The Evaluation of brief psycho-social interventions to treat specific phobia in Australian youth

2017-05-15T05:08:13Z (GMT) by Flatt, Natalie Peta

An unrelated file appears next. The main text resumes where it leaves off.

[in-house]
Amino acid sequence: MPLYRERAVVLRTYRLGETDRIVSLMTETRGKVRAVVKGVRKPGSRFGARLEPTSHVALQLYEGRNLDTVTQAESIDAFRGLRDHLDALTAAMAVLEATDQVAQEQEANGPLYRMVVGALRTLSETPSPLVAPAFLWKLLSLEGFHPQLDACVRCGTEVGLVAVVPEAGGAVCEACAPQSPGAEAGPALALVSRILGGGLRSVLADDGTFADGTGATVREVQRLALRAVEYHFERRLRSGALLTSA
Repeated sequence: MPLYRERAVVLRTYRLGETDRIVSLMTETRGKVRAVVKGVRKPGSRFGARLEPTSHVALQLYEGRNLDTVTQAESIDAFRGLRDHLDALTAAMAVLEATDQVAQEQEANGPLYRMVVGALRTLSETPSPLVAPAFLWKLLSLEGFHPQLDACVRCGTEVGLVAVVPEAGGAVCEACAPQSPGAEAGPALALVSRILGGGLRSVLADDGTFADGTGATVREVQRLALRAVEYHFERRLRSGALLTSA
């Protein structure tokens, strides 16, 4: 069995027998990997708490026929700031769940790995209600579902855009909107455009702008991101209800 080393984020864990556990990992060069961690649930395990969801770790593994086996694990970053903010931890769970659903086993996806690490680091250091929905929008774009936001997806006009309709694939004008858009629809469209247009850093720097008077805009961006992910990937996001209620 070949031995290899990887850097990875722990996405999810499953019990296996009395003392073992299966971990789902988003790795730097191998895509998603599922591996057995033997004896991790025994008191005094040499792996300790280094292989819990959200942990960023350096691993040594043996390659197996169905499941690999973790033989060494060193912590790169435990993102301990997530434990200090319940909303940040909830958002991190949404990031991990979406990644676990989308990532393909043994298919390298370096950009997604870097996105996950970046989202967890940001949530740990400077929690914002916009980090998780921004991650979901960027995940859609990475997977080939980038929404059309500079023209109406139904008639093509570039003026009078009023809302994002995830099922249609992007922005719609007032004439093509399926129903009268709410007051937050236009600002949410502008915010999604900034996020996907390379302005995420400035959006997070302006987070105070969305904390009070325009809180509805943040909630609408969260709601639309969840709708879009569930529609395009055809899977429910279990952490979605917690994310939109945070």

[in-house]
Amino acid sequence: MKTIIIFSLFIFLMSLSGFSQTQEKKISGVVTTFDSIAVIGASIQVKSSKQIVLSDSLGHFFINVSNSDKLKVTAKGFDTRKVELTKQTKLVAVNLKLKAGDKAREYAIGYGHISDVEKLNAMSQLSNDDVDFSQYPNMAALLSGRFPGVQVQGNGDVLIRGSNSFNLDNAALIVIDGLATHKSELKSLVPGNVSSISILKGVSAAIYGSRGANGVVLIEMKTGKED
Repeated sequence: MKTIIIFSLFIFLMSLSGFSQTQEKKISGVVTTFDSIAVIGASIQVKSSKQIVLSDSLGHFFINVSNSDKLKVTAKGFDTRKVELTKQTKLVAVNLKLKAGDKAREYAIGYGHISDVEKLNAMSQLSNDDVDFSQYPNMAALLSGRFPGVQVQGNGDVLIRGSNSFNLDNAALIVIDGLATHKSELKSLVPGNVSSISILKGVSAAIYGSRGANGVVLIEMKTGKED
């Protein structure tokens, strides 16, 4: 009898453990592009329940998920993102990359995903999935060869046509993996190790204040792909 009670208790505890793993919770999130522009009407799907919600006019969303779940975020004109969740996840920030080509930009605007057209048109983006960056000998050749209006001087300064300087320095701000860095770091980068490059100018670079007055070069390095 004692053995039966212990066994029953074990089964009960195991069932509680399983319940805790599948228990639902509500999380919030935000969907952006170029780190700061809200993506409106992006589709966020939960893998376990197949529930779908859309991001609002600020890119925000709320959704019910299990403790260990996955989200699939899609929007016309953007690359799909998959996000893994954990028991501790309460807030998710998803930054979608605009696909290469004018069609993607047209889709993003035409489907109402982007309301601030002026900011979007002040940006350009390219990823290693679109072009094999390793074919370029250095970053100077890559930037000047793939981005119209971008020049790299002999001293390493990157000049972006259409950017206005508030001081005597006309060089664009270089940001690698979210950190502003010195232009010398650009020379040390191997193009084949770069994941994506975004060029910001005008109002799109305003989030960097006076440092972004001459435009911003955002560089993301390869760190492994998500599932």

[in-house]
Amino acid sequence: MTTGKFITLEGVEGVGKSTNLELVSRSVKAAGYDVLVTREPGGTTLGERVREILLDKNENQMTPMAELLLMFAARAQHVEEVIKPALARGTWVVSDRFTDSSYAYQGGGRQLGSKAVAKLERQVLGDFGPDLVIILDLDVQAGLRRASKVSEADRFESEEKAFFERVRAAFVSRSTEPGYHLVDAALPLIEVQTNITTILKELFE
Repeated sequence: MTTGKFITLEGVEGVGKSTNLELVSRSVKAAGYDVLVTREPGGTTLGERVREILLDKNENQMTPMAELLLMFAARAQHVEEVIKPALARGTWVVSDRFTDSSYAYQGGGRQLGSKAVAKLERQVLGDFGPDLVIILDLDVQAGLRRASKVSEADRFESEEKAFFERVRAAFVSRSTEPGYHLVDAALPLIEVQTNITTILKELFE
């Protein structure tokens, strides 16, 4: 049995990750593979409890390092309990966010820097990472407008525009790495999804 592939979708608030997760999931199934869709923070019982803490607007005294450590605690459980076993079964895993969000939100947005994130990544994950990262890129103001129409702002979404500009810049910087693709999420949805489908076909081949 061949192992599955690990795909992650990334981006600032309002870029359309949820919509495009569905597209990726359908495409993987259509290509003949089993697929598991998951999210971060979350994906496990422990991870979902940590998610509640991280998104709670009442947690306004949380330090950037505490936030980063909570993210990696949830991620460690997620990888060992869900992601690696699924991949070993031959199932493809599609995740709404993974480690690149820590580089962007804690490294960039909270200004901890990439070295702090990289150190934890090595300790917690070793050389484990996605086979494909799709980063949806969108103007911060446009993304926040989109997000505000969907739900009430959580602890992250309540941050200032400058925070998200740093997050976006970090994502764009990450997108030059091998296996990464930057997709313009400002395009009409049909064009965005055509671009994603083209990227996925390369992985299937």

For many years, specific phobias were regarded as a common, yet minor psychological problem (Becker et al., 2007). However, with the self-reporting of fears and anxiety on the rise (Twenge, 2000) and the proportion of childhood phobias surpassing the adult population (King, Gullone & Ollendick, 1998) high-quality assistance to alleviate psychological distress associated with specific phobias is sorely needed. Consequently there has been escalating pressure on clinicians to offer services that correlate with society’s fast-paced lifestyle. At present, evidence-based approaches that are applied and evaluated in research settings are usually less conventional amongst clinician’s in the community (Ollendick & March, 2004; Silverman & Kearney, 1992). The evident hiatus between clinical research and clinical practice has underlined the importance to contempory investigations to address this concern. Hence, the overall objective of the following dissertation is to evaluate two promising therapies that support the foundations of Cognitive Behaviour Therapy with the anticipation of reducing the variance between research and practice. Following an examination of the development, maintenance and amelioration of childhood specific phobias to date, the overall aim of the present dissertation is to contribute to the intensive treatment of specific phobias in children and adolescents in an Australian research setting. A total of 43 youths suffering from various phobic types were used in the following three studies. Study I developed and examined the psychometric properties of the Self-Efficacy Questionnaire for Specific Phobias (SEQ-SP). Exploratory factor analysis yielded two reliable subscales labelled Cognitive/Physiological Efficacy and Behavioural Efficacy. Furthermore, preliminary evidence suggested that the SEQ-SP is a highly reliable and valid tool to use as a measure of treatment efficacy and change within phobic response systems (namely, cognitive, behavioural and physiology). Study II randomly assigned youths to one-session treatment exposure (OST), a psycho-education package or a wait list control. A battery of questionnaires was completed pre, post and at the one year follow-up. Results exhibited that both active treatment conditions were superior to the waitlist control at post-treatment. Additionally, no significant differences were found between the two active conditions at post-test or at the one year follow-up. Study III evaluated the prognostic variables (i.e. anxiety sensitivity, maternal psychopathology, phobic acquisition and duration) of OST and psycho-education post-treatment and one year follow-up. With the use of Clinical Significant Improvement (CSI) to determine categories of ‘treatment success’ and ‘treatment failure’, Chi square analyses and t-tests reported small, significant predictors in variables of acquisition (psycho-education at the one year follow-up; p<.05) and anxiety sensitivity using the Childhood Anxiety Sensitivity Index (one-session exposure therapy at post-treatment; p<.05). On the whole, the present findings produced a much needed addition to the OST and psycho-education archives, with clinical implications such as possible dissemination into clinical organisations, schools and other community based curriculums. Manuscript accompanied by CD-ROM titled: The child confidence program : proof of concept, c2009.